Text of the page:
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home : sports : sports
May 27, 2018

4/19/2018 3:32:00 PM
Staff retirements help trim over $300,000 from budget

By Karen M. Jorgensen

Triton School Board members trimmed approximately $350,000 from the 2018-2019 budget Monday night without cutting any programs. The action came at a meeting that saw parents and students express their anger at any potential cuts to programs affecting students, in particular arts and the Spring Musical.

During the public comment period at the beginning of the meeting several students spoke told the board how important the Spring Musical was to the students, parents and community.

Student Council Co-President Courtney West said this was her first year participating in the musical. Arts education, such as theater, has a great impact on students, she said. True, she said, the musical is the most expensive of the arts events but it also draws the largest audience and involves the entire community.

All the theater students, she said, appreciated that the board was willing to listen to them and also that the district was taking steps early to deal with the financial situation.

Parent Aaron Maixner told board members he was there to express his opposition to further budget cuts to educational and arts programs.

He asked board members if they were listening to what people in the community were saying, if they had asked why last year's levy did not pass. Had they asked why, he said, that more than 200 Triton students are open enrolled in other districts.

"We're cutting education and the arts," he said.

Some might say that if the musical were cut these students could sign-up for the fall play or One-Act, he said. That would be the same as telling a football player to sign up for baseball instead, if the football program were cut.

As for cost, he said, the musical cost approximately $9,800 which came out to $150 per student. By contrast, he said, basketball costs $31,000 and football $46,000.

He pointed out the district has already eliminated the Middle School play, 5th grade band and reduced the number of music teachers.

"We're cutting more and more away from the arts," he said at a time colleges look for arts participation from their prospective students.

If the district continues to cut education, Maixner said, district residents will not vote for the levy.

Comments by students and Maixner were applauded by the audience.

"I've gotten lots of phone calls so I know what a lot of people are saying," responded Board Chair Jim Jensen adding the budget cuts would be discussed later in the meeting.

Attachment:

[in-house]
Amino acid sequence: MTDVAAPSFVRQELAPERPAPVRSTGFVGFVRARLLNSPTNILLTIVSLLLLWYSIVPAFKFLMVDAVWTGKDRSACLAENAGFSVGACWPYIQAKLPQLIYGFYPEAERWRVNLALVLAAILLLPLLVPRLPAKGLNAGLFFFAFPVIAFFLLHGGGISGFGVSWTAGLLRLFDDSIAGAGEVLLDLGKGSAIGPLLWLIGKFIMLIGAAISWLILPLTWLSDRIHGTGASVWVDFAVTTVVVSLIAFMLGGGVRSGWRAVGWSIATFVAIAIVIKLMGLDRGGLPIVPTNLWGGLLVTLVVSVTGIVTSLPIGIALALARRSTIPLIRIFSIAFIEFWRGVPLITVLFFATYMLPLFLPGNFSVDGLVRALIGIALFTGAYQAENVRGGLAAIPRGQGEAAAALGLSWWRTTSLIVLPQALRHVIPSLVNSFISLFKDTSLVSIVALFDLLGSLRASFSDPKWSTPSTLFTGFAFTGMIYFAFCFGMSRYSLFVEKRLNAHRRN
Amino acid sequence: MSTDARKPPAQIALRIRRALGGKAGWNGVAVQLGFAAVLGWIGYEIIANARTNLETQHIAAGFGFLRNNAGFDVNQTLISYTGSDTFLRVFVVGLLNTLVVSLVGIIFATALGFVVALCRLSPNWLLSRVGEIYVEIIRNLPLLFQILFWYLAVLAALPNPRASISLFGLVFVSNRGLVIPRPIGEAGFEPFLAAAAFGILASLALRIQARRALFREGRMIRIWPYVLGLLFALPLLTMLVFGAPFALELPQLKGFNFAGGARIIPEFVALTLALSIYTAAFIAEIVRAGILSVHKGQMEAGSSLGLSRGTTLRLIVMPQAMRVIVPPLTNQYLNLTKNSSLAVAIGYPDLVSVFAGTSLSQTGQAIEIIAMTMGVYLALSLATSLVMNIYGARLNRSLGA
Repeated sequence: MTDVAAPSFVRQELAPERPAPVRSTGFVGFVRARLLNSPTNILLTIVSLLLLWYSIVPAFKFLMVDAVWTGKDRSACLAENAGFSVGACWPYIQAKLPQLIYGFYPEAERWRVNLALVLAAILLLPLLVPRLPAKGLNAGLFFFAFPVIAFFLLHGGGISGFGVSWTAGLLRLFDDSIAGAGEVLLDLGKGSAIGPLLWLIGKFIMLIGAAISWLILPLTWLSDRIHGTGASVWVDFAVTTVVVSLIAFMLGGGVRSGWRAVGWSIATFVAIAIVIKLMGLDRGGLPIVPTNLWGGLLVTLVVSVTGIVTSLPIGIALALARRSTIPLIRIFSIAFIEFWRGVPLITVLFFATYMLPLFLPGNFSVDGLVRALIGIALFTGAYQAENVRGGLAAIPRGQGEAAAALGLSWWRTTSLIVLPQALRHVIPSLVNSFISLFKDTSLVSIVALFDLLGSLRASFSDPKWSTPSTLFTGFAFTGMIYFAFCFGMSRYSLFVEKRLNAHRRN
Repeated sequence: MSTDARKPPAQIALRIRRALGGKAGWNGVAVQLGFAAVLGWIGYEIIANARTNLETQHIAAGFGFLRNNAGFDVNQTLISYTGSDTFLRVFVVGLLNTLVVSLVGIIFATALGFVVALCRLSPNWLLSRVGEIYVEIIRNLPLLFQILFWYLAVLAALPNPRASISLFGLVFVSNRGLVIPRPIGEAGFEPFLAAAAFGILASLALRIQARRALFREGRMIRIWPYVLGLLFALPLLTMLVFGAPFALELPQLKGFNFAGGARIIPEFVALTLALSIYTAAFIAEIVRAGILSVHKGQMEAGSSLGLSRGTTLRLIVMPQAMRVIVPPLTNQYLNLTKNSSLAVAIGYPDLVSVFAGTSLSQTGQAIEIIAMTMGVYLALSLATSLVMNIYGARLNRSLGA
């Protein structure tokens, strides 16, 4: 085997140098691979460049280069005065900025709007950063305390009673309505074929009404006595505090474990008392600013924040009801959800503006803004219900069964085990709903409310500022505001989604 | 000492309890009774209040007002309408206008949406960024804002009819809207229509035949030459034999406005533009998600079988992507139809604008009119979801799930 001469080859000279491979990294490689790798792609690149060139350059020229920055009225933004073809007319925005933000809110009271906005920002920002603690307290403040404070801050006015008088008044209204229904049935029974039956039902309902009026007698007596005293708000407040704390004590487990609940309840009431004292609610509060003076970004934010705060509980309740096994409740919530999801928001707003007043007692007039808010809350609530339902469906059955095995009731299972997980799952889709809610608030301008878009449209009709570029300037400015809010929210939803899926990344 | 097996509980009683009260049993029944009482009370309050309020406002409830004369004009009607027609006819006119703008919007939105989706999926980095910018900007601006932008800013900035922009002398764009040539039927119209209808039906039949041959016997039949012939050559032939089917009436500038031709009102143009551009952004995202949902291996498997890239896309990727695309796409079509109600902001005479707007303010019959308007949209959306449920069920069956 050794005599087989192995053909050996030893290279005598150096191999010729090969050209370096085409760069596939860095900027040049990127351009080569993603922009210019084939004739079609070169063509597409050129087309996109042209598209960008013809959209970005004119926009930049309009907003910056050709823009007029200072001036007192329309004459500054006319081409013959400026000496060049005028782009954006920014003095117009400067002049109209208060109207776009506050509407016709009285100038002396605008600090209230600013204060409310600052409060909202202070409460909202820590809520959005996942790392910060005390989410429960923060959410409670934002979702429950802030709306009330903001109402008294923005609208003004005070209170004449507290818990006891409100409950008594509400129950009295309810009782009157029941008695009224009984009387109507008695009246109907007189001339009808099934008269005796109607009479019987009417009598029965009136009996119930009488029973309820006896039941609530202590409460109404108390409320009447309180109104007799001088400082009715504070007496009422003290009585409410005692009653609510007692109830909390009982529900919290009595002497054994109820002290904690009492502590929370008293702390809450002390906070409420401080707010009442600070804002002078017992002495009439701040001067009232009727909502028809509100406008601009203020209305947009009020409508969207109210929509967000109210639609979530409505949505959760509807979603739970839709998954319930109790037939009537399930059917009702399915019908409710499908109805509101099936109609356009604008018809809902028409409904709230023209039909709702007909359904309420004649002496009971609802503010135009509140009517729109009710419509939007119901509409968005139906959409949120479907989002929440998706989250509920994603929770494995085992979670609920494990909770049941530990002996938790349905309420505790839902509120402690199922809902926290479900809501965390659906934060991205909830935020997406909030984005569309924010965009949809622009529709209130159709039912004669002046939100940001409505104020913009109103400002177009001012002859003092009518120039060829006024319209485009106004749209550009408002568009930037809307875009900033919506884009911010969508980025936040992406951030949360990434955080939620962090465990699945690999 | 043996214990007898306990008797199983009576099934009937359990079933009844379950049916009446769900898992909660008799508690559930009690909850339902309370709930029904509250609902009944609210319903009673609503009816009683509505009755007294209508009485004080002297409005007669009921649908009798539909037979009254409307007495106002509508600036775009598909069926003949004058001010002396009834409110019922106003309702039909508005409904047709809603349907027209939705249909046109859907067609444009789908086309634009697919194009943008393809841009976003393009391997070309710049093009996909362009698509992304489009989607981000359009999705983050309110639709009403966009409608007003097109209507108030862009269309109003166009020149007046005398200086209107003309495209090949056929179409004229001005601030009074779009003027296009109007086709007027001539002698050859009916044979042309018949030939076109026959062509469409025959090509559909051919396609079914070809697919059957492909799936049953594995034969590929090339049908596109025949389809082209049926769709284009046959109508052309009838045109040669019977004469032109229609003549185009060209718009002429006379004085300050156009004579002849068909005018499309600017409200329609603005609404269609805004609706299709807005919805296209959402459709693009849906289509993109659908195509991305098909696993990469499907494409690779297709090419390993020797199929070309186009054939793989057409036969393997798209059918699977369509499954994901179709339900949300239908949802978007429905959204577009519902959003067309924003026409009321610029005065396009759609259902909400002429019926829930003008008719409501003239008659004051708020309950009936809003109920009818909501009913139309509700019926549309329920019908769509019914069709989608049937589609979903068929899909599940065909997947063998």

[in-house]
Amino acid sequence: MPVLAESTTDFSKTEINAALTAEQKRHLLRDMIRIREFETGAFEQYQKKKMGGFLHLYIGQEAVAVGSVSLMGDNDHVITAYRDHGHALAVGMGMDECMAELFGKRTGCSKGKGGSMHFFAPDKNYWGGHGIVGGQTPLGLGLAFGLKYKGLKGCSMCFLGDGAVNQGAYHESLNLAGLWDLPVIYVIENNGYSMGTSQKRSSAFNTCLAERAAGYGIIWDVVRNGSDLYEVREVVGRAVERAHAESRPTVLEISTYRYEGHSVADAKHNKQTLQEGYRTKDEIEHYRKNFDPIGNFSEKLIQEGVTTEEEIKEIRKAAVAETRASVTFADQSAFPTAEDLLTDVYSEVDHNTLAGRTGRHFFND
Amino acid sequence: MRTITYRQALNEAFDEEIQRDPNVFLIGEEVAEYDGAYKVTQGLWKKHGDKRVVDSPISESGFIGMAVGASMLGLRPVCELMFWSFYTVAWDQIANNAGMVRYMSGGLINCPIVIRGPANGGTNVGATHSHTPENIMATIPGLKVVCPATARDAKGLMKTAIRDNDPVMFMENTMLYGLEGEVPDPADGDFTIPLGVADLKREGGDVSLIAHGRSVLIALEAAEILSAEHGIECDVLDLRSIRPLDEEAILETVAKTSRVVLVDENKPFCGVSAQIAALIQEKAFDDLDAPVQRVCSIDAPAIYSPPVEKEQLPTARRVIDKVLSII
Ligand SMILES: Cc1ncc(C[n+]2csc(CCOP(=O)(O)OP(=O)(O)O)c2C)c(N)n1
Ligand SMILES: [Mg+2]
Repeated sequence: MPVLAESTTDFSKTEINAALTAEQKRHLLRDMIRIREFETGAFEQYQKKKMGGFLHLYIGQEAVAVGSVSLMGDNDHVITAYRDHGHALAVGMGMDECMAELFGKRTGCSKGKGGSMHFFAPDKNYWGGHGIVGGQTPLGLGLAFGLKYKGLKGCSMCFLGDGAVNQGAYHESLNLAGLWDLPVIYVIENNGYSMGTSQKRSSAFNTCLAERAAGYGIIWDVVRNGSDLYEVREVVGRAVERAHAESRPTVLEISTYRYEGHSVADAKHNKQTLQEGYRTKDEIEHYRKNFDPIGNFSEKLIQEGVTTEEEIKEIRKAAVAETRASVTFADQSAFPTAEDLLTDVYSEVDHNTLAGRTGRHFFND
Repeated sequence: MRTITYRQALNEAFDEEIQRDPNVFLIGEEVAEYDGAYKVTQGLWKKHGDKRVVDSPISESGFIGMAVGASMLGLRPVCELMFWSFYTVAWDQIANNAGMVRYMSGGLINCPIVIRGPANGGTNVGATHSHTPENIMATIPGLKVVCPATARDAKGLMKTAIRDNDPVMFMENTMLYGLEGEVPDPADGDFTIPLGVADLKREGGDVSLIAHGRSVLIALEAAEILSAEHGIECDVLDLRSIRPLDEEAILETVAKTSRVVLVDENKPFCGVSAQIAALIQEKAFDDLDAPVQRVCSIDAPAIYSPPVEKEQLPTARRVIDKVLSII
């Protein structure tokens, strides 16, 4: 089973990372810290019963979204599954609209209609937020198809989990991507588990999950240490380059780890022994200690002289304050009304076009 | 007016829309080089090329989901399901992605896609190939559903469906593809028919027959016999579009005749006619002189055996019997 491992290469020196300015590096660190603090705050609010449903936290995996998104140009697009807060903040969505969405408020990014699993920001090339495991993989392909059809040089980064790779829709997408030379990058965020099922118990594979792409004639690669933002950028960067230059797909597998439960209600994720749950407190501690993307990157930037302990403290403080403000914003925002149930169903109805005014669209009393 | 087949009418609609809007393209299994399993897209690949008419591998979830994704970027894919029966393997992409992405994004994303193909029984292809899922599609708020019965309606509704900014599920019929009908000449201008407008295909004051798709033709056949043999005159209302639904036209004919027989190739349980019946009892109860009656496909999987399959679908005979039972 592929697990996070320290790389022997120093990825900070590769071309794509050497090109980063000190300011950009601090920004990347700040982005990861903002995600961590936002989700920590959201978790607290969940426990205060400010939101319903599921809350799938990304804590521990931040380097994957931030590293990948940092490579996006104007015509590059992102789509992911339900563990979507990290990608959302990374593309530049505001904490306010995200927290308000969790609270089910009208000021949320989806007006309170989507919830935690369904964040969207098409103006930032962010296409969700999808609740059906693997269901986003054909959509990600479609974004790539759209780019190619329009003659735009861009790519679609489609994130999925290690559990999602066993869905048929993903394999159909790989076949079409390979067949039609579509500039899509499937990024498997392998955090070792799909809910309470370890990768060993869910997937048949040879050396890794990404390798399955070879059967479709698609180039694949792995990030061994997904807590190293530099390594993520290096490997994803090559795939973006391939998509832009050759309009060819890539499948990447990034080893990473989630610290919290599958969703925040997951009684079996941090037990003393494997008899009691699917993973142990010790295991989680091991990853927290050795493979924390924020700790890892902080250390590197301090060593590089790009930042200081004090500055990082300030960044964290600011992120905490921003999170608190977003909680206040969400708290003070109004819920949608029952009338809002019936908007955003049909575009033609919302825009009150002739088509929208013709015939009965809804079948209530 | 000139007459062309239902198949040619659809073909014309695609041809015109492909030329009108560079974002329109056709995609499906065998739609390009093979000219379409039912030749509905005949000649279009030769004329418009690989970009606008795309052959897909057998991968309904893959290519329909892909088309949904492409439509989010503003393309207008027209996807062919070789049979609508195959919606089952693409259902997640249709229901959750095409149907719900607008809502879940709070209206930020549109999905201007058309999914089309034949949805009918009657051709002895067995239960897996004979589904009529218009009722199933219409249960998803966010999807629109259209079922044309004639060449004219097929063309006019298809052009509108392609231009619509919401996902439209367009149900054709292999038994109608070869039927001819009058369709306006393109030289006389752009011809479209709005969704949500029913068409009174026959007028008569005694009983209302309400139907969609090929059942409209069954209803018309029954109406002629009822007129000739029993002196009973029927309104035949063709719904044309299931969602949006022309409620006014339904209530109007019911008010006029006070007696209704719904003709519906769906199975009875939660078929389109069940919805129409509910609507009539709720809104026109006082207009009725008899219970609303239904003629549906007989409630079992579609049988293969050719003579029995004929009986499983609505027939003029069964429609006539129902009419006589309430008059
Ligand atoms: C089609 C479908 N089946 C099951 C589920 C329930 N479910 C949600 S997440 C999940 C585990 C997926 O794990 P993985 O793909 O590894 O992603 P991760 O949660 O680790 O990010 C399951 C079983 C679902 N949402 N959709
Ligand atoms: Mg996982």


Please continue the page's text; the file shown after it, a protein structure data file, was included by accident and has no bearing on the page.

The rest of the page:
Still, he said, the district has to balance the budget for next year and was looking at every possibility.

Supt. Brett Joyce added that the administrative team had asked for suggestions from staff on what to cut and he was not filtering anything out just giving the board the list of all the suggestions.

In the end, the figures presented to the board by Joyce showed that approximately $350,000 could be saved next budget year primarily because of retirements of longtime staff. When individuals who have worked in the district for many years retire, he said, there are savings because new staff members are hired at a lower salary.

He cited the retirements of Bruce and Sandy Huber, Don Henderson, Debra Meeker, John Schreiber, Linda Clapham and Megan Zilgette.

Early projections for the next school year, he said, also showed the district could reduce staff by one elementary teacher and three education assistants. Those actions had been approved by the board earlier in the meeting.

In addition to these staff changes, which he described as "easier to achieve" other suggestions from the staff had included cutting the musical, not renting the school out to outside groups, eliminating free student admission to some events, increasing facility fees, eliminating the Science Olympiad and Knowledge Bowl, eliminating cheerleading, sending one bus instead of two to games, eliminating Jazz Band and not filming games.

In the end, the board voted to approve the cuts described as "easier to achieve" with the understanding that if additional cuts needed to be made all possibilities would be considered.

Joyce also pointed out that for the past two years retirements had allowed the district to reduce the impact on programs.

"We're not going to luck out every year with retirements," he said.

The positions that were eliminated, Joyce said, were because of student enrollment projections for next year. If enrollment increases those positions could be reinstated but increased students would also result in increased state aid.

The district's new fiscal year begins July 1.




Claremont Service




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